Statins Have Protective Effects Against Hepatocellular Cancer in HBV Infection

March 2012, Vol 3, No 2

Several studies have suggested that statins may have protective effects against cancer. The results of the first study to investigate the association between statin therapy in patients with chronic hepatitis B virus (HBV) infection and the risk for hepatocellular carcinoma (HCC) were recently published (Tsan YT, et al. J Clin Oncol. 2012;30:623-630). This population-based study involved 33,413 patients with HBV infection who were tracked between 1997 and 2008 to identify those who developed HCC. Data were collected on statin prescriptions (simvastatin, lovastatin, atorvastatin, fluvastatin, pravastatin, and rosuvastatin) for all patients before a diagnosis of HCC. A total of 1021 cases of HCC were diagnosed among the patients with HBV infection during the follow-up period.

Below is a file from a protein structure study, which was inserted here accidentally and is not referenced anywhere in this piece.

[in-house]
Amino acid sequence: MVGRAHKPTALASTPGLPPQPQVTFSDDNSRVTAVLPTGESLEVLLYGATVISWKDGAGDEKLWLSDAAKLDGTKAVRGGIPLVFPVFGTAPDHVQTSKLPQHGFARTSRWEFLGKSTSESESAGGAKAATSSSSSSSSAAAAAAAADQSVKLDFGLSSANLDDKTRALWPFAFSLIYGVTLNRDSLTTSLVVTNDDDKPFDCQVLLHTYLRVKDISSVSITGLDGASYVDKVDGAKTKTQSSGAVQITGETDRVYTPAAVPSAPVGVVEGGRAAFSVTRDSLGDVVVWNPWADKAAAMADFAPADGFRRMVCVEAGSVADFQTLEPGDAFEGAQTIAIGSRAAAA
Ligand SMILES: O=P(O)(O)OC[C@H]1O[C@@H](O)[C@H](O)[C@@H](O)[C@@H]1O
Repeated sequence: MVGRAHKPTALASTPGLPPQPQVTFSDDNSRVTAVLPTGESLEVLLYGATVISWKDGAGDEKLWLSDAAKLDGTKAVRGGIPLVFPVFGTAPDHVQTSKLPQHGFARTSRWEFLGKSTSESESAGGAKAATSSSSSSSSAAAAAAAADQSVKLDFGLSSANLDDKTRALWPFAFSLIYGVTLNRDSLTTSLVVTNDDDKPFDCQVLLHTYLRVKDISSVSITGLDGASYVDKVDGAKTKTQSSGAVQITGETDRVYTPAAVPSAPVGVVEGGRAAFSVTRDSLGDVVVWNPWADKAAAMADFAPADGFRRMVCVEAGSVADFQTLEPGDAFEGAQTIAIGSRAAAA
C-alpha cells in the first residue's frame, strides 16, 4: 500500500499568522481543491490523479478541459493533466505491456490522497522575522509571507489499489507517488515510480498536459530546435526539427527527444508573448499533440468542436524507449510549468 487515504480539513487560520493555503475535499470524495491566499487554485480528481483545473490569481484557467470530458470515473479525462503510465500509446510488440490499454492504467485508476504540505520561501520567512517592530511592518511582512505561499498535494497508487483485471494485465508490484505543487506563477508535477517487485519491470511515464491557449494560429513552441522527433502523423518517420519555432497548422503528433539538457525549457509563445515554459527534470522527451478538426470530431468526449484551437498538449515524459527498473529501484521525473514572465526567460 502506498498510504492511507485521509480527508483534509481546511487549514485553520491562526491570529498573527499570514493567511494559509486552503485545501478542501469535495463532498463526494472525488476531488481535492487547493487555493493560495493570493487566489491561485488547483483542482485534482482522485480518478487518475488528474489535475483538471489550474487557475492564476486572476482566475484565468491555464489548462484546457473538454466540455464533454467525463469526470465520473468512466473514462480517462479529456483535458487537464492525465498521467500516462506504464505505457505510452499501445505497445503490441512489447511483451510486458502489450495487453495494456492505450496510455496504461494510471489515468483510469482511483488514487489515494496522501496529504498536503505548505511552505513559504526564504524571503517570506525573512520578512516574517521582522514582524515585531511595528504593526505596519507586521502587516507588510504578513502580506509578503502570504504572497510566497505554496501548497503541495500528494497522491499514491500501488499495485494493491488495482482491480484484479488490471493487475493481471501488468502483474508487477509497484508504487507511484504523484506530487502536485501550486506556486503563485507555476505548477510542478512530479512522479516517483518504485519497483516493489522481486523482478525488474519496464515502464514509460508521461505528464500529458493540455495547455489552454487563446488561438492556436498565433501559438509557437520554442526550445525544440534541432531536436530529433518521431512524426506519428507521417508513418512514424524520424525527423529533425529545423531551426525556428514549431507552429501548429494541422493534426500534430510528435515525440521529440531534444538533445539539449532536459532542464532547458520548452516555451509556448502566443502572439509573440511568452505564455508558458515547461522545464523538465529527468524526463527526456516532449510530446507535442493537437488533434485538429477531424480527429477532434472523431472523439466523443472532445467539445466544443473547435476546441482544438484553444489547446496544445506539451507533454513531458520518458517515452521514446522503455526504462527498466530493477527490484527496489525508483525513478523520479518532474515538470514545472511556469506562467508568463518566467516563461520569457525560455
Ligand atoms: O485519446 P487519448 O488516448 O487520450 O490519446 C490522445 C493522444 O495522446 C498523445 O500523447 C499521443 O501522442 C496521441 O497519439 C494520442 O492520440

Results showed a dose-response relationship between statin use and the risk for HCC, indicating a reduced risk with a statin. Furthermore, there was a trend (P for trend <.001) toward risk reduction with increasing cumulative daily dose of statin. In addition to overall use of statins, individual statin use (except for pravastatin) also had a significant protective effect in patients with HBV after adjusting for risk of HCC. The mechanism related to the protective effects of statins in HCC risk reduction is not yet understood.

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